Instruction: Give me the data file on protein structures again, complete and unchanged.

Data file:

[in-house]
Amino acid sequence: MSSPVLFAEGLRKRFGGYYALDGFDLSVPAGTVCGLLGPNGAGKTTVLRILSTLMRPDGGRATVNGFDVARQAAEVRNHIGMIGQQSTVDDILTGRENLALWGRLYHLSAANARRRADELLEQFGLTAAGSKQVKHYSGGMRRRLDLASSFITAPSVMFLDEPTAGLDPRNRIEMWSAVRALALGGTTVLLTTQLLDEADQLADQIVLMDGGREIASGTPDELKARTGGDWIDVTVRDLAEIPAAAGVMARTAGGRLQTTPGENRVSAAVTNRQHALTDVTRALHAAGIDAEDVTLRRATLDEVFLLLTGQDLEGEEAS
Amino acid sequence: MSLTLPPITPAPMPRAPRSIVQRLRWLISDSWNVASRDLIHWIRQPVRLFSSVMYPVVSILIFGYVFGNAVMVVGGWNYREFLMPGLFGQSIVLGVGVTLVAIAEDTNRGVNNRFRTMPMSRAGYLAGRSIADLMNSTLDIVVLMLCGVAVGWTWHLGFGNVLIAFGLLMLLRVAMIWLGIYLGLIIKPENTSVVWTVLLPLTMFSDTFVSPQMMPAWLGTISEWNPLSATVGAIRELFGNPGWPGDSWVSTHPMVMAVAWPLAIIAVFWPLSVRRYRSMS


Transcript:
[in-house]
Amino acid sequence: MSSPVLFAEGLRKRFGGYYALDGFDLSVPAGTVCGLLGPNGAGKTTVLRILSTLMRPDGGRATVNGFDVARQAAEVRNHIGMIGQQSTVDDILTGRENLALWGRLYHLSAANARRRADELLEQFGLTAAGSKQVKHYSGGMRRRLDLASSFITAPSVMFLDEPTAGLDPRNRIEMWSAVRALALGGTTVLLTTQLLDEADQLADQIVLMDGGREIASGTPDELKARTGGDWIDVTVRDLAEIPAAAGVMARTAGGRLQTTPGENRVSAAVTNRQHALTDVTRALHAAGIDAEDVTLRRATLDEVFLLLTGQDLEGEEAS
Amino acid sequence: MSLTLPPITPAPMPRAPRSIVQRLRWLISDSWNVASRDLIHWIRQPVRLFSSVMYPVVSILIFGYVFGNAVMVVGGWNYREFLMPGLFGQSIVLGVGVTLVAIAEDTNRGVNNRFRTMPMSRAGYLAGRSIADLMNSTLDIVVLMLCGVAVGWTWHLGFGNVLIAFGLLMLLRVAMIWLGIYLGLIIKPENTSVVWTVLLPLTMFSDTFVSPQMMPAWLGTISEWNPLSATVGAIRELFGNPGWPGDSWVSTHPMVMAVAWPLAIIAVFWPLSVRRYRSMS